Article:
A top Syrian rebel representative says he holds U.N. mediator Staffan De Mistura “personally responsible” for the suspected chemical weapons attack that killed more than 70 people in northern Syria one day ago.
Mohammad Alloush, the rebels’ chief negotiator at U.N.-mediated talks with the Syrian government, said the U.N.‘s Special Envoy for Syria’s must begin labeling the Syrian government as responsible for killing civilians. He said U.N.’s silence “legitimizes” the strategy.
“The true solution for Syria is to put (Syrian President) Bashar Assad the chemical weapons user in court, and not at the negotiations table,” said Alloush, who is an official in the Islam Army faction among the Syrian rebels.
Syria’s rebels, and the Islam Army in particular, are also accused of killing civilians in Syria, but rights watchdogs attribute the overwhelming portion of civilian causalities over the course of the six-year-war to the actions of government forces and their allies.
A proposed U.N. Security Council resolution would condemn the use of chemical weapons in Syria and stress the government’s obligation to provide information about air operations on Tuesday when a suspected chemical attack killed dozens of people.
The resolution drafted by Britain, France and the United States would also stress Syria’s requirement to give investigators the names of those in command of any helicopter squadrons on April 4.
And it calls for immediate access for investigators to air bases where attacks involving chemical weapons may have been launched.
Sponsors were hoping for a vote as early as Wednesday afternoon on the draft resolution.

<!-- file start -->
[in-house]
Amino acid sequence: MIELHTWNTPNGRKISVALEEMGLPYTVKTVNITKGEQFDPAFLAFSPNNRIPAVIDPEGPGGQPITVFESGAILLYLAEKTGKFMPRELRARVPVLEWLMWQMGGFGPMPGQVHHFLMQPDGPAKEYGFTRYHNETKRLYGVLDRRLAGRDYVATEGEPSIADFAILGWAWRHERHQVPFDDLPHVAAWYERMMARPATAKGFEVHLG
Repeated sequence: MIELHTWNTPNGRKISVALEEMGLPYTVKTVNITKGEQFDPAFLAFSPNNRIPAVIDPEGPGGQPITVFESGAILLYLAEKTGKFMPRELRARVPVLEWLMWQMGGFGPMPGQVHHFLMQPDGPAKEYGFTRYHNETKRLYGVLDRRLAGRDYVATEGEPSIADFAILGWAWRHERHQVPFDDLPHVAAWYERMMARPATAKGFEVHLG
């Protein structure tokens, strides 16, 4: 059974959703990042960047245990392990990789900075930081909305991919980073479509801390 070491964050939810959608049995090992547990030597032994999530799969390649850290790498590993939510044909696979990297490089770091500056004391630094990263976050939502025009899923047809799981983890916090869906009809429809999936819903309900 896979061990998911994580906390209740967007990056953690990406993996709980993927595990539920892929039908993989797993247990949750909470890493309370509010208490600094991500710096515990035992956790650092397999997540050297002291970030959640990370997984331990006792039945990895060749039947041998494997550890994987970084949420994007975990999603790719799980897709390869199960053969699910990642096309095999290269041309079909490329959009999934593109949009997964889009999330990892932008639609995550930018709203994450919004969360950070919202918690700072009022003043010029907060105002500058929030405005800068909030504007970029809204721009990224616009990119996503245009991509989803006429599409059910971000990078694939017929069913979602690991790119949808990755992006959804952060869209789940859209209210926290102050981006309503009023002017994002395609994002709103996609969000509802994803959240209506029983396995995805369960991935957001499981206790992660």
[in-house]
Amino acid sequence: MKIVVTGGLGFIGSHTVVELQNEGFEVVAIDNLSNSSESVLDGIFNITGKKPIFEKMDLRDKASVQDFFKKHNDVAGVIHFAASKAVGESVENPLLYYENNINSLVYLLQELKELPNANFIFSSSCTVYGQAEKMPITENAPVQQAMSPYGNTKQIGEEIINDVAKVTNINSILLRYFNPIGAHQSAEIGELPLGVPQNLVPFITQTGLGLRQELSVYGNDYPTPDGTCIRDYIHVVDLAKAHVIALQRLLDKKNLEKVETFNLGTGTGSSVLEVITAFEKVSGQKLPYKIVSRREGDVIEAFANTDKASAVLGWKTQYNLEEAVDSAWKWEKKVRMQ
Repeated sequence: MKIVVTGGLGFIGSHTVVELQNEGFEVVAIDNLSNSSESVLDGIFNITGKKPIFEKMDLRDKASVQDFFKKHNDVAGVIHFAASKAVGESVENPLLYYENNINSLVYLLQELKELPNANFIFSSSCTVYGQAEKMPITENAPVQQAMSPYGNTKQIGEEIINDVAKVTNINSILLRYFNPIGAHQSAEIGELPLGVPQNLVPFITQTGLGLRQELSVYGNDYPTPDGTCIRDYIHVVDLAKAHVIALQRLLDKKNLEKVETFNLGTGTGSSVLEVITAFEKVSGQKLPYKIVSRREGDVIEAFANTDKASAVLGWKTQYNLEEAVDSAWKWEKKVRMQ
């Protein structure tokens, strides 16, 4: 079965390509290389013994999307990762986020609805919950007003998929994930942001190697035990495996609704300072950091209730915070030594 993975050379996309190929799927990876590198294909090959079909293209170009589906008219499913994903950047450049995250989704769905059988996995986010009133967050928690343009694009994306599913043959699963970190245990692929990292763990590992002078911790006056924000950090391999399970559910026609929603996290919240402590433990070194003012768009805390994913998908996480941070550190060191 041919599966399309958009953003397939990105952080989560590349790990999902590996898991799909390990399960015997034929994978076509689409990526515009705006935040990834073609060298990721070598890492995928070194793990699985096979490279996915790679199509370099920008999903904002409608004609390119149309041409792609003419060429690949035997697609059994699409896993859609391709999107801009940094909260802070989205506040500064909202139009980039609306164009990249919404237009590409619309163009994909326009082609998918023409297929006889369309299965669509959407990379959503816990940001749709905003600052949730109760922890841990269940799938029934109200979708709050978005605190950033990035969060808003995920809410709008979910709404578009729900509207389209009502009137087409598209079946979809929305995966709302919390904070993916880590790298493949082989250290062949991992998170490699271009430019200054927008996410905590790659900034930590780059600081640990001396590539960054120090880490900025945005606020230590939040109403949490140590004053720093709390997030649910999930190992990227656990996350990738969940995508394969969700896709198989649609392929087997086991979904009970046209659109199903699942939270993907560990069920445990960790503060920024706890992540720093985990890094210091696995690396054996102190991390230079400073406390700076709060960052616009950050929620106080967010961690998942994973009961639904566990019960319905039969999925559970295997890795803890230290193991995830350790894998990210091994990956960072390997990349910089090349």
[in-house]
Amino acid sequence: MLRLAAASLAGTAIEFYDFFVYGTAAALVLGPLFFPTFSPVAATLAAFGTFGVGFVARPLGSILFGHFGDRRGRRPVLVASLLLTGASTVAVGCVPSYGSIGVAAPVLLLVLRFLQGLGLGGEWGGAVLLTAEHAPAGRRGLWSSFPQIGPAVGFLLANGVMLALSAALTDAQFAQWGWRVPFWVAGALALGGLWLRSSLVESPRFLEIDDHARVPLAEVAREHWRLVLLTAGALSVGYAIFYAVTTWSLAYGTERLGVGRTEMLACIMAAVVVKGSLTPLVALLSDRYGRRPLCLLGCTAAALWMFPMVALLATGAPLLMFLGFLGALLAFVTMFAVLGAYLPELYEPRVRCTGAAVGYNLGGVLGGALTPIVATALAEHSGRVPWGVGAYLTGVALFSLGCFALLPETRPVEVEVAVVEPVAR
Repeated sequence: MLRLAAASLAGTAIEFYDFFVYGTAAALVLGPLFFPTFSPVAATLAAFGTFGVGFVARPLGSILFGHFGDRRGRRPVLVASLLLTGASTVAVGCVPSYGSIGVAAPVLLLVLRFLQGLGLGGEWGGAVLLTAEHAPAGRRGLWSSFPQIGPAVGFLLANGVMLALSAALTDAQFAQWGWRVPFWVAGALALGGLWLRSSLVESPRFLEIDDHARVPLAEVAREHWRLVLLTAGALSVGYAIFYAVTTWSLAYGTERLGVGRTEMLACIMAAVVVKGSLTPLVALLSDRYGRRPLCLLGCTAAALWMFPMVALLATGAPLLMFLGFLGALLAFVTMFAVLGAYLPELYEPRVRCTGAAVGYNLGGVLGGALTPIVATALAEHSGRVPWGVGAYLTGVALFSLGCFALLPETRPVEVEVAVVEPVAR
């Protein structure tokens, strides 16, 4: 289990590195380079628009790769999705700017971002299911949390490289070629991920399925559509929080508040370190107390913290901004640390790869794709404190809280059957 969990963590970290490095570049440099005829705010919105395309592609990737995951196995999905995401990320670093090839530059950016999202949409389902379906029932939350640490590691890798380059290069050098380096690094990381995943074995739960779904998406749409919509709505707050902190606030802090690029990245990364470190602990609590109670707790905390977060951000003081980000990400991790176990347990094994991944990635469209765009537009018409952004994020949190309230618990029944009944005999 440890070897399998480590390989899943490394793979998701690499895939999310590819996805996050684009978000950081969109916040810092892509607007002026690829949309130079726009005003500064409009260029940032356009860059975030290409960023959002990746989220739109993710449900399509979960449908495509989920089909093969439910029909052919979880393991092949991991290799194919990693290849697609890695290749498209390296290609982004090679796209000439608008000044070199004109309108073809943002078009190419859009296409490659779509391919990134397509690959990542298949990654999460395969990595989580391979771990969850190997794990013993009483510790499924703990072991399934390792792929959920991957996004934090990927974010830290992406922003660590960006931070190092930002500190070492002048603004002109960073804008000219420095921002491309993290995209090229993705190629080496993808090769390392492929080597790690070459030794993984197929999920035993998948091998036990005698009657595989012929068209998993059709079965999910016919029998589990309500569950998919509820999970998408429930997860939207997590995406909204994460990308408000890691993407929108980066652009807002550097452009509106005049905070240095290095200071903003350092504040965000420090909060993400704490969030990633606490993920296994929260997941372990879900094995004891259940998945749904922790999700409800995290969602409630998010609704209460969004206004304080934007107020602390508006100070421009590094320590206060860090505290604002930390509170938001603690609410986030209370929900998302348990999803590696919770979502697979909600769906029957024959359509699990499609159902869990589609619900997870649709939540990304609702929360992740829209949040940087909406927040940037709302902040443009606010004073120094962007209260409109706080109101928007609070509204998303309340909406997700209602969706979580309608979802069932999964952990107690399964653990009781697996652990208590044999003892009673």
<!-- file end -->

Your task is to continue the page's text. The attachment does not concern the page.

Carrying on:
The Security Council was holding an emergency meeting on the suspected attack in Syria’s rebel-held Idlib province, one of the deadliest in the six-year civil war.
The Russian Foreign Ministry says it opposes a Western draft U.N. resolution condemning a chemical attack in Syria.
The ministry spokeswoman, Maria Zakharova, said Wednesday the draft blames the Syrian government for Tuesday’s attack without any credible investigation.
Zakharova said that video and photo evidence of the attack presented by volunteer first responders could have been fabricated. She blamed the West for staging a “political show” and called for an international probe.
Tuesday’s attack on Khan Sheikhoun has killed 72, causing an international outcry. Washington has put the blame on the Syrian government, saying that President Bashar Assad’s patrons, Russia and Iran, bore “great moral responsibility” for it.
The Russian military said the chemicals were released after Syrian warplanes bombed a facility where rebels were making their own chemical weapons.
British Foreign Secretary Boris Johnson says Britain and the United States were wrong when they failed to act against Syrian President Bashar Assad in 2013 after he crossed their “red line” and used chemical weapons.
Speaking at a donor conference for Syria a day after a new suspected chemical attack killed dozens of people, Johnson said “we are living today with the consequences, and I’m afraid the people of Syria are living today with the consequences, of that decision.”
He said that with an estimated 400,000 people killed in Syria’s six-year conflict, Assad has to go.
Johnson said Assad “is responsible for the vast majority of that butcher’s bill, and you have to go back a long way in history to find a tyrant who has stayed in office in such circumstances.”
Russia says it will submit information from its Defense Ministry to a U.N. Security Council session called to discuss a suspected chemical attack in Syria that killed dozens of people.
Western countries say evidence indicates that Syrian pro-government forces were behind Tuesday’s attack on the opposition-held town of Khan Sheikhoun. Russia is a close ally of Syrian President Bashar Assad and is waging an air campaign on his behalf.
The Russian military has said the chemicals were released after Syrian warplanes bombed a facility where rebels were making their own chemical weapons.
Dmitry Peskov, a spokesman for President Vladimir Putin, said that at the U.N. meeting Russia “will at least cite in a well-argued manner those data that were mentioned by our Defense Ministry.”
French president Francois Hollande is condemning what he calls a “war crime” after a suspected chemical attack in Syria.
Government spokesman Stephane Le Foll reported Hollande’s comments Wednesday during a weekly Cabinet meeting.